SERMON 23 August 2020 given by the Reverend Canon David Reindorp TD DL Vicar of Chelsea Old Church
The Eleventh Sunday after Trinity Readings: Romans, Chapter 12 v1-8 Matthew, Chapter 16 v 13-20
We read that Jesus came into the district Caesarea Philippi. When you visit it is extraordinary. In a dry land it is flowing with water. It has a most curious history. It was built by Herod, the father of Herod whom we know from the trial of Jesus In his book I Claudius by Robert Graves he makes Herod a Roman citizen to all intents and purposes. It makes sense because Caesarea Philippi is totally Roman in construction, complete with aqueducts and baths. It is said that Herod made it as a tribute to Caesar Augustus and that is how it came by its name. It also had associations with Greek gods, so it is a place of the meeting of faiths and cultures and that is what may lie behind Jesus taking his disciples there for the great question,:
“Who do people say that the Son of Man is?” he asks his disciples. The great New Testament scholar Bishop John Robinson who taught me said it was akin to theology by Gallup Poll.
The disciples have varying answers. ”Some say John the Baptist but others Elijah and still others Jeremiah or one of the Prophets”. Jesus then asks them the million-dollar question: “But who do you say that I am?” And Simon Peter answers. Peter the fisherman who was nicknamed by Jesus, the Rock. I am sure it was part irony because when the chips were down he proved so wobbly. But is was on him the Church was founded. “You are the Messiah, the Son of the living God”.
Jesus blesses him and says that this is God-given and then says these telling words:
“You are Peter and on this Rock I will build my Church”.
Here we are today. Our Church founded upon that Rock.
You don’t need me to say how difficult the times are. We are like all society having to alter our lives as a worshipping community. Bear with us through the alterations of our worship. Spare a thought of the mechanics of baptism, marriage and funerals.
The words of our second reading stand for themselves and are worth repeating verbatim.
“I appeal to you therefore, brothers and sisters,
By the mercies of God,
To present your bodies as a living sacrifice, holy and acceptable to God,
Which is your spiritual worship.
Do not be conformed to this world,
But be transformed by the renewing of your minds,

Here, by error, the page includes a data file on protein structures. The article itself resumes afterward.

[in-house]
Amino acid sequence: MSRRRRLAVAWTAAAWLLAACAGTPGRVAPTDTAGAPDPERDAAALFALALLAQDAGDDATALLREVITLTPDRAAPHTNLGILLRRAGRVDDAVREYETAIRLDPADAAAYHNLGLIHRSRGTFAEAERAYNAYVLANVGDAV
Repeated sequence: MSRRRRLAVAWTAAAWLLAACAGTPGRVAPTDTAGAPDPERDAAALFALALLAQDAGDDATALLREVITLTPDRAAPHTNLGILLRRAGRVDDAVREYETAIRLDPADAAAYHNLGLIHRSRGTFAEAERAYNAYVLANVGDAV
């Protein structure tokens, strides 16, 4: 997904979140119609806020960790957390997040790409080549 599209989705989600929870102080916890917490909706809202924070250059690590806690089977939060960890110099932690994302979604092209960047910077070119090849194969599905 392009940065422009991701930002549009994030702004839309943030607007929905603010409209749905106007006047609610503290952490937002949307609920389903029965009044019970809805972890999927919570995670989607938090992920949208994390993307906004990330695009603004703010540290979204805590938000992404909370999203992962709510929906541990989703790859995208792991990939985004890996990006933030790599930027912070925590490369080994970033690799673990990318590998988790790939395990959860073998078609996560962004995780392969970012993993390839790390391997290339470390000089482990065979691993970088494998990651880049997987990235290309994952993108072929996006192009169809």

So that you may discern what is the will of God -
What is good and acceptable and perfect.
For by the grace given to me I say to everyone among you
Not to think of yourself more highly than you ought to think,
But to think with sober judgement,
Each according to the measure of faith that God has assigned.
For as in one body we have many members,
And not all the members have the same function,
So we, who are many,
Are one body in Christ, and individually we are members of one another.
We have gifts that differ according to the grace given to us:
Prophecy, in proportion to faith;
Ministry, in ministering;
The teacher, in teaching;
The exhorter, in exhortation;
The giver, in generosity;
The leader, in diligence;
The compassionate, in cheerfulness.”
I don’t feel I have anything to add to that.
Sermon for Sunday, 16th August 2020 Tenth after Trinity Readings: (1) Genesis 45.1-15; (2) Matthew 15.21-28
Our second lesson today, from St Matthew’s gospel, records an incident when our Lord has gone into gentile territory – the coasts of Tyre and Sidon. Modern translations of the gospel speak of it as a withdrawal, implying that our Lord’s visit is in the nature of a retreat: not for the purpose of evangelism. But even here his fame has gone before him, and he and his disciples are followed by a gentile woman who, rather surprisingly, addresses Jesus as Lord, and Son of David—she must have had some familiarity with Jewish culture; and she asks him to heal her daughter. The disciples regard her as a nuisance and want to send her away; and our Lord himself says that his mission is only to the lost sheep of Israel. But she perseveres, and finally comes and kneels before him and asks simply and touchingly: Lord, help me.